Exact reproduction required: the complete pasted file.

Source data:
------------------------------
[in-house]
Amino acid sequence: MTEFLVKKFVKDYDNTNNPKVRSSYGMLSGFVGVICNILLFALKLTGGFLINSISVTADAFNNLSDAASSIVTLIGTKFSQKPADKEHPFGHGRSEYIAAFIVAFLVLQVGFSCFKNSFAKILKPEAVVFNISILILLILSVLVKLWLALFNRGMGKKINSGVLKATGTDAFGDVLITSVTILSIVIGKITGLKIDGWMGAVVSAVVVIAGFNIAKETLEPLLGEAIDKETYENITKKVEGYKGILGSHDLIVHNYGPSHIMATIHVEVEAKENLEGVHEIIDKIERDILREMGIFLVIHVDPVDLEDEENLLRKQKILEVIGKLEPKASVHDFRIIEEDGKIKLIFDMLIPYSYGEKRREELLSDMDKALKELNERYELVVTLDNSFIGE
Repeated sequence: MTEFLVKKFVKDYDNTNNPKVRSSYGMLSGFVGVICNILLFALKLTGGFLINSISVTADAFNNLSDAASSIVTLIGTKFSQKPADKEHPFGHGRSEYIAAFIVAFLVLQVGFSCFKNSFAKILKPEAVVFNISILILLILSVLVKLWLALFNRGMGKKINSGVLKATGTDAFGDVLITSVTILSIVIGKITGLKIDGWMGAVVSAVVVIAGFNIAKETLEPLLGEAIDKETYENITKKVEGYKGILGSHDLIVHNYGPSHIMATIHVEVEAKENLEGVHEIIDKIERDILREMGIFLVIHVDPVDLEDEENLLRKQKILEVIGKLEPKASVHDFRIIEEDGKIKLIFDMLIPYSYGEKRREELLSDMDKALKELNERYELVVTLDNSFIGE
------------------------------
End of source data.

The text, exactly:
[in-house]
Amino acid sequence: MTEFLVKKFVKDYDNTNNPKVRSSYGMLSGFVGVICNILLFALKLTGGFLINSISVTADAFNNLSDAASSIVTLIGTKFSQKPADKEHPFGHGRSEYIAAFIVAFLVLQVGFSCFKNSFAKILKPEAVVFNISILILLILSVLVKLWLALFNRGMGKKINSGVLKATGTDAFGDVLITSVTILSIVIGKITGLKIDGWMGAVVSAVVVIAGFNIAKETLEPLLGEAIDKETYENITKKVEGYKGILGSHDLIVHNYGPSHIMATIHVEVEAKENLEGVHEIIDKIERDILREMGIFLVIHVDPVDLEDEENLLRKQKILEVIGKLEPKASVHDFRIIEEDGKIKLIFDMLIPYSYGEKRREELLSDMDKALKELNERYELVVTLDNSFIGE
Repeated sequence: MTEFLVKKFVKDYDNTNNPKVRSSYGMLSGFVGVICNILLFALKLTGGFLINSISVTADAFNNLSDAASSIVTLIGTKFSQKPADKEHPFGHGRSEYIAAFIVAFLVLQVGFSCFKNSFAKILKPEAVVFNISILILLILSVLVKLWLALFNRGMGKKINSGVLKATGTDAFGDVLITSVTILSIVIGKITGLKIDGWMGAVVSAVVVIAGFNIAKETLEPLLGEAIDKETYENITKKVEGYKGILGSHDLIVHNYGPSHIMATIHVEVEAKENLEGVHEIIDKIERDILREMGIFLVIHVDPVDLEDEENLLRKQKILEVIGKLEPKASVHDFRIIEEDGKIKLIFDMLIPYSYGEKRREELLSDMDKALKELNERYELVVTLDNSFIGE